Like any other major organ in your body, the brain fulfills vital tasks to keep you healthy and functioning every day. And, just like any other organ in your body, the brain has needs. While most people dread the effects of aging on memory, believing that mental decline is inevitable, most people can also keep their brain in good condition through the right combination of diet and cognitive exercises. To keep your mind sharp and healthy as you age, make sure to take good care of yourself and consider the following tips recommended by Prevention.
Eat more fish – According to research done by Martha Clare Morris, ScD, an associate professor of internal medicine and epidemiologist at Rush University Medical Center, people who consume fish at least once per week have a 60% lower risk of getting Alzheimer’s disease. Recently, Morris found that a weekly seafood meal can slow cognitive decline by as much as 10% per year, effectively turning back time by three or four years. Ever heard of omega-3 fish oil? Thanks to DHA, a type of omega-3 prevalent both in the brain and in fish such as tuna and salmon, your brain can stay stronger for longer periods of time.
Challenge your brain – Software-based brain training games are everywhere these days. Computerized cognitive training services often advertise themselves as a means of improving memory and brain performance, but researchers remain wary. Whether these games offer significant improvements is up for debate, but experts still recommend real-world brain exercises. The brain craves novelty and challenge. Simple tasks like memorizing a grocery list, learning a musical instrument, doing math problems in your head, training hand-eye coordination with painting, or learning a foreign language can all sharpen your mental skills according to John E. Morley, MD, director of St. Louis University’s Division of Geriatric Medicine.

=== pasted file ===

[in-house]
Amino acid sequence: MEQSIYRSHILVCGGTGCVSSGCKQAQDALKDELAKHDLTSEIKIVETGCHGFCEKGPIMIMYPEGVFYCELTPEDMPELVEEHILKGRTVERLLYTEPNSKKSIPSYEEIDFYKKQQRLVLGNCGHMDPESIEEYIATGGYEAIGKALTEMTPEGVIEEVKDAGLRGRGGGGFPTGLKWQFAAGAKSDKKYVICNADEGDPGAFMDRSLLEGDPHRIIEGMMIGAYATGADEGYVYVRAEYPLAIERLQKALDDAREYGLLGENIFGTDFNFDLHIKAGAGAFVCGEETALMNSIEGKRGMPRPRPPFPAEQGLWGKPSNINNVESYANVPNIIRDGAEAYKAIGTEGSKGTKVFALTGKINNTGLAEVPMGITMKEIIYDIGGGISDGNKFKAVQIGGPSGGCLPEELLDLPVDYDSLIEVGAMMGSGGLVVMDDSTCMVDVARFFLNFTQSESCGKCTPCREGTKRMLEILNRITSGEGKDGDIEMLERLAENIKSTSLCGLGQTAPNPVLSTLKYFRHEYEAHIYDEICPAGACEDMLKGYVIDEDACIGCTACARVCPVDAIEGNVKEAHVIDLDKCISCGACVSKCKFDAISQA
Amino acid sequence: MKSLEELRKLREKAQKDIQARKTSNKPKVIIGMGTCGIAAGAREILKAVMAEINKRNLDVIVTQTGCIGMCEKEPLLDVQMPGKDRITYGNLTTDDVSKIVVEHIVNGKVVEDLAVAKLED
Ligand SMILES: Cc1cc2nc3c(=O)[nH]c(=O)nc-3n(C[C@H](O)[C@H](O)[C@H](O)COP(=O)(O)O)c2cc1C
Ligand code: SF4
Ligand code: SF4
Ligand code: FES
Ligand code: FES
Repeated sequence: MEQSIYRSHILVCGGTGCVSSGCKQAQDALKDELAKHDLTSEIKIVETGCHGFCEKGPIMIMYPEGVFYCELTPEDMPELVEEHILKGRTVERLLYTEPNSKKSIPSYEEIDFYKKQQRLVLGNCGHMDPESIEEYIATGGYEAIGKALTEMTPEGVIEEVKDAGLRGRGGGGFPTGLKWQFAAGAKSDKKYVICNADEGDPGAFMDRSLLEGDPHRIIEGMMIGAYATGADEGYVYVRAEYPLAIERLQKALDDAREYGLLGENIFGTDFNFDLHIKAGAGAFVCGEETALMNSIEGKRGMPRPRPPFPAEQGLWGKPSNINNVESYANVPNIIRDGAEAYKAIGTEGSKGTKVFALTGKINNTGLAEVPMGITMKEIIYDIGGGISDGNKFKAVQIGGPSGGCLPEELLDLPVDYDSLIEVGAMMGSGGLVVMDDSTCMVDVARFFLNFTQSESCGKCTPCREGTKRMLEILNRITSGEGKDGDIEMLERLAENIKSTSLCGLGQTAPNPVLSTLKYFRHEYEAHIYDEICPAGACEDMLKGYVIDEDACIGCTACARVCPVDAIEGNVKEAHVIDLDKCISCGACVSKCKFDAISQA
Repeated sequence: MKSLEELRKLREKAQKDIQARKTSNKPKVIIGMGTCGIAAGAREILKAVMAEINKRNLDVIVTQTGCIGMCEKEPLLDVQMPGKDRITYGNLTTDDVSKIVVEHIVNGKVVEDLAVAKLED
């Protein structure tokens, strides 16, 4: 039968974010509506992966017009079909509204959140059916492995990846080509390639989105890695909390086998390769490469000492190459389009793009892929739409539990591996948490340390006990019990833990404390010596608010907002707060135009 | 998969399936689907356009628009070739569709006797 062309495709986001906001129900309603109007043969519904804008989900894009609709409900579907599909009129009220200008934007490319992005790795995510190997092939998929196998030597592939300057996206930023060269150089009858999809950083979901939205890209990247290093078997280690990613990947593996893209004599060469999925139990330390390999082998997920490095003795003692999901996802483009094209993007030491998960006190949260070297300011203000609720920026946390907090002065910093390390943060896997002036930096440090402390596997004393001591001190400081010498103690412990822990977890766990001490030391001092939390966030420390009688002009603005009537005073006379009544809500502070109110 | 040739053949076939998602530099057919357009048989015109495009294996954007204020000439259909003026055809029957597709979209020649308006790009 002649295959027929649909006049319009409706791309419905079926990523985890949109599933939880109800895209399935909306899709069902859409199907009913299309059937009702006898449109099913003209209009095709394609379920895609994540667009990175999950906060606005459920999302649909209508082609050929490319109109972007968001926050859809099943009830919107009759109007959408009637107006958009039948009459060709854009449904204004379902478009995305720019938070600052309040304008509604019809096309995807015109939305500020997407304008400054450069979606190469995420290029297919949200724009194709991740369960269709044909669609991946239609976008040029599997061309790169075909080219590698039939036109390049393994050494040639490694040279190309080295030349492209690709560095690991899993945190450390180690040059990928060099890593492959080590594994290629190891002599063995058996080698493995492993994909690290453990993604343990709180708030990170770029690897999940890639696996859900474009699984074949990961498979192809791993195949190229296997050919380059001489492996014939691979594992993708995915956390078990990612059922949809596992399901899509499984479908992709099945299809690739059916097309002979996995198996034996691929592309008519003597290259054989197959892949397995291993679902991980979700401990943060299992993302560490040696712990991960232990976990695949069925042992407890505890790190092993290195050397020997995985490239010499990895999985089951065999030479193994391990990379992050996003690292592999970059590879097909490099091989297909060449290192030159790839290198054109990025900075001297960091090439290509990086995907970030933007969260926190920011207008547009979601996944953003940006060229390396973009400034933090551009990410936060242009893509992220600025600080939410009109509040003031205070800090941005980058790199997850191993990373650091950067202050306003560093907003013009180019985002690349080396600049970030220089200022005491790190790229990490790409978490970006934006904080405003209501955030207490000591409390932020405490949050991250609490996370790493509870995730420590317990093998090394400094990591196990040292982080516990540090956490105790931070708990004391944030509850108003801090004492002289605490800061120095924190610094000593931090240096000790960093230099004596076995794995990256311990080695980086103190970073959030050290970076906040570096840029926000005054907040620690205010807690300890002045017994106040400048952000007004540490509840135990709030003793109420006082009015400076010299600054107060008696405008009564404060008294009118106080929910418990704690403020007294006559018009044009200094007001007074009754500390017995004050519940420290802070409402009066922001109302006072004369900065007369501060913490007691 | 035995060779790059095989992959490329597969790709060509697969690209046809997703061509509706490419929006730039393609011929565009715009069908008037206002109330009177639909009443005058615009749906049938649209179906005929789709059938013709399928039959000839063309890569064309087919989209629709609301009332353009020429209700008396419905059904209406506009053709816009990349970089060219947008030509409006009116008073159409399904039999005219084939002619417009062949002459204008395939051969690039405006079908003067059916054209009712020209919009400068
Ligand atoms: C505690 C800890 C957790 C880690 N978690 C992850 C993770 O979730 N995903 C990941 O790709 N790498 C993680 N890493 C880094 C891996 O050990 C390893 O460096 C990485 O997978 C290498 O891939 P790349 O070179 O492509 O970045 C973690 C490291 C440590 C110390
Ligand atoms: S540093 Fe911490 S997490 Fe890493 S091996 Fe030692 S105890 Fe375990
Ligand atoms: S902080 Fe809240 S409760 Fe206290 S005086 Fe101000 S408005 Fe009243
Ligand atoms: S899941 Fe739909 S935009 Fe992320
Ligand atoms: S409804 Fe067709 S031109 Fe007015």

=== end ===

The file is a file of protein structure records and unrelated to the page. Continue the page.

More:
Stay social – Humans are social animals, and even in our modern society, everyone should maintain social connections – regardless of age. In fact, one University of Michigan study found that simply ten minutes of talking to another person can improve memory and performance on tests. According to Oscar Ybarra, a psychologist at the University of Michigan Institute for Social Research, “In our study, socializing was just as effective as more traditional kinds of mental exercise in boosting memory and intellectual performance.” In addition to boosting memory capacities, regular social activity reduces cortisol, a known stress hormone. There are dozens of benefits for seniors to stay social, and plenty of ways to do so, as explained in our blog on staying social.
Exercise regularly* – Just as one might expect, maintaining a healthy body will also help to maintain a healthy mind. From losing weight to lowering blood pressure, to keeping your heart healthy, there are potentially infinite reasons to exercise, and many of them involve mental health. In a study done by researchers at the University of British Colombia, it was found that regular aerobic exercise appears to increase the size of the hippocampus, a part of the brain relevant in learning and verbal memory. Furthermore, exercise stimulates growth factors that affect the growth of new blood vessels, the health of existing brain cells, and the survival and abundance of new brain cells. With one new case of dementia detected every four seconds across the globe, it is imperative to protect your mental health as soon as possible.
Sleep is paramount – We all feel rested after a good night’s sleep. While the exact mechanisms are not yet known, multiple studies suggest that both the quality and the quantity of sleep can have a significant impact on memory and learning. When a person becomes sleep deprived, their focus, attentiveness, and vigilance wane as their overworked neurons fail to coordinate information and access memories. Poor quality of sleep can also put a damper on one’s mood, which subsequently affects one’s ability to acquire new information and then remember that information. Sleep deprivation affects everyone in a variety of ways, but research indicates that a good night’s rest has a significant impact on memory and learning.